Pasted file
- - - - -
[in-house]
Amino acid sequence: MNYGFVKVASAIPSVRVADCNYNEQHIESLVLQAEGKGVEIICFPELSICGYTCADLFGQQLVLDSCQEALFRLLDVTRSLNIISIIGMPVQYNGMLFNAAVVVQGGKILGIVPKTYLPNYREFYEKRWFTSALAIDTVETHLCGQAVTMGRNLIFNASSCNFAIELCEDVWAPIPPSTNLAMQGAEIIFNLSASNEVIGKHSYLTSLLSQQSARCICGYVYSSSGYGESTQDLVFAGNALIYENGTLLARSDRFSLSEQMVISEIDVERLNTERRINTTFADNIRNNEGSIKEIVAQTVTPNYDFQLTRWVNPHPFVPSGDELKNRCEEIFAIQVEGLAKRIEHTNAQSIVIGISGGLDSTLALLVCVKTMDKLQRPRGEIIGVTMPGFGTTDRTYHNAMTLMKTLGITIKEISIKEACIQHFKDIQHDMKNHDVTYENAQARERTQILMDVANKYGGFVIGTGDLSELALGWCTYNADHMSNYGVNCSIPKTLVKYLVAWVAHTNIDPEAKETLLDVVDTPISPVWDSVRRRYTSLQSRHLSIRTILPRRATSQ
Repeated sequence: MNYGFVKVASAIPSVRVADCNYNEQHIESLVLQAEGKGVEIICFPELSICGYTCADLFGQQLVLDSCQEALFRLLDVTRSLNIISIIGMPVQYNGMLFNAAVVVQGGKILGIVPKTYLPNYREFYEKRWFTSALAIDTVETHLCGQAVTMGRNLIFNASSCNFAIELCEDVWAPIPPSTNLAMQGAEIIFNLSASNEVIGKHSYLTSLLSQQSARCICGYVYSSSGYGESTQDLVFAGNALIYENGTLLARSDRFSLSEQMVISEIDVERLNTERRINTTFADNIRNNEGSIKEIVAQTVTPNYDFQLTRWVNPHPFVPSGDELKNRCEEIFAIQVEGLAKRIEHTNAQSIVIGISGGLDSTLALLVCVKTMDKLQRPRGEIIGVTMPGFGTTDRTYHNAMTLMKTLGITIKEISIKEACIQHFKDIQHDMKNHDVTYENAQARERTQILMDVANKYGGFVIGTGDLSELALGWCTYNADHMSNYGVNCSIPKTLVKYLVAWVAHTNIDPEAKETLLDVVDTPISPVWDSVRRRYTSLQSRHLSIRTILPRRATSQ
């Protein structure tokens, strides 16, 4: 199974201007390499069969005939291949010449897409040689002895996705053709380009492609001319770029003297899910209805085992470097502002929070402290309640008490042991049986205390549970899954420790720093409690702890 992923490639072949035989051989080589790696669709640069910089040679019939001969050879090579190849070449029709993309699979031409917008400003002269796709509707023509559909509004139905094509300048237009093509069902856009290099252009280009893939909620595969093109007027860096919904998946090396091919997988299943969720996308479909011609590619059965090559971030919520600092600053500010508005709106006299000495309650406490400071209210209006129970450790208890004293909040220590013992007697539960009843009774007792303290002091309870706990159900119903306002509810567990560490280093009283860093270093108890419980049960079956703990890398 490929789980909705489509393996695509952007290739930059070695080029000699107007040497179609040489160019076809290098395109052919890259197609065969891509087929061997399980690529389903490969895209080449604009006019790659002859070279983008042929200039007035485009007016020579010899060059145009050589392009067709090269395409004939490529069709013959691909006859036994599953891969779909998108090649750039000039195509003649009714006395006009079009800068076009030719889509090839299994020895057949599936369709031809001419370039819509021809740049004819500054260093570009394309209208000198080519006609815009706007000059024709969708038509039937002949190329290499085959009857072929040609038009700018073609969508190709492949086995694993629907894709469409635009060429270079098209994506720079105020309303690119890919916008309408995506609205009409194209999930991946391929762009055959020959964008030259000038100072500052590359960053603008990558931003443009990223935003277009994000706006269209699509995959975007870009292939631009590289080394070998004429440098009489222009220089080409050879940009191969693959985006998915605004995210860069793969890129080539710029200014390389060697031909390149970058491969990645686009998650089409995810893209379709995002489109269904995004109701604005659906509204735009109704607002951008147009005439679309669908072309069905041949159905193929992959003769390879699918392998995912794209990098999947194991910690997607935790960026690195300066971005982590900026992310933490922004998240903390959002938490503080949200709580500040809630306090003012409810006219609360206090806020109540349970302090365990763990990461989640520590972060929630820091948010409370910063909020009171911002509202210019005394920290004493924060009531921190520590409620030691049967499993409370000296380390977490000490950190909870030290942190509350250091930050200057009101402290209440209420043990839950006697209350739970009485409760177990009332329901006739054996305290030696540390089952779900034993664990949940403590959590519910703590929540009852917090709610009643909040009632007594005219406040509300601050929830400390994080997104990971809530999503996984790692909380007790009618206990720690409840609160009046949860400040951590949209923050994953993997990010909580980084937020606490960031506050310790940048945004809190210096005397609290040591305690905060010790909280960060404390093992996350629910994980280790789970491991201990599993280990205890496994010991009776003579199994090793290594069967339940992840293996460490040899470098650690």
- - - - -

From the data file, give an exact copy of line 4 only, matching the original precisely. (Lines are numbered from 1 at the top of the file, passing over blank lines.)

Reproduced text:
């Protein structure tokens, strides 16, 4: 199974201007390499069969005939291949010449897409040689002895996705053709380009492609001319770029003297899910209805085992470097502002929070402290309640008490042991049986205390549970899954420790720093409690702890 992923490639072949035989051989080589790696669709640069910089040679019939001969050879090579190849070449029709993309699979031409917008400003002269796709509707023509559909509004139905094509300048237009093509069902856009290099252009280009893939909620595969093109007027860096919904998946090396091919997988299943969720996308479909011609590619059965090559971030919520600092600053500010508005709106006299000495309650406490400071209210209006129970450790208890004293909040220590013992007697539960009843009774007792303290002091309870706990159900119903306002509810567990560490280093009283860093270093108890419980049960079956703990890398 490929789980909705489509393996695509952007290739930059070695080029000699107007040497179609040489160019076809290098395109052919890259197609065969891509087929061997399980690529389903490969895209080449604009006019790659002859070279983008042929200039007035485009007016020579010899060059145009050589392009067709090269395409004939490529069709013959691909006859036994599953891969779909998108090649750039000039195509003649009714006395006009079009800068076009030719889509090839299994020895057949599936369709031809001419370039819509021809740049004819500054260093570009394309209208000198080519006609815009706007000059024709969708038509039937002949190329290499085959009857072929040609038009700018073609969508190709492949086995694993629907894709469409635009060429270079098209994506720079105020309303690119890919916008309408995506609205009409194209999930991946391929762009055959020959964008030259000038100072500052590359960053603008990558931003443009990223935003277009994000706006269209699509995959975007870009292939631009590289080394070998004429440098009489222009220089080409050879940009191969693959985006998915605004995210860069793969890129080539710029200014390389060697031909390149970058491969990645686009998650089409995810893209379709995002489109269904995004109701604005659906509204735009109704607002951008147009005439679309669908072309069905041949159905193929992959003769390879699918392998995912794209990098999947194991910690997607935790960026690195300066971005982590900026992310933490922004998240903390959002938490503080949200709580500040809630306090003012409810006219609360206090806020109540349970302090365990763990990461989640520590972060929630820091948010409370910063909020009171911002509202210019005394920290004493924060009531921190520590409620030691049967499993409370000296380390977490000490950190909870030290942190509350250091930050200057009101402290209440209420043990839950006697209350739970009485409760177990009332329901006739054996305290030696540390089952779900034993664990949940403590959590519910703590929540009852917090709610009643909040009632007594005219406040509300601050929830400390994080997104990971809530999503996984790692909380007790009618206990720690409840609160009046949860400040951590949209923050994953993997990010909580980084937020606490960031506050310790940048945004809190210096005397609290040591305690905060010790909280960060404390093992996350629910994980280790789970491991201990599993280990205890496994010991009776003579199994090793290594069967339940992840293996460490040899470098650690």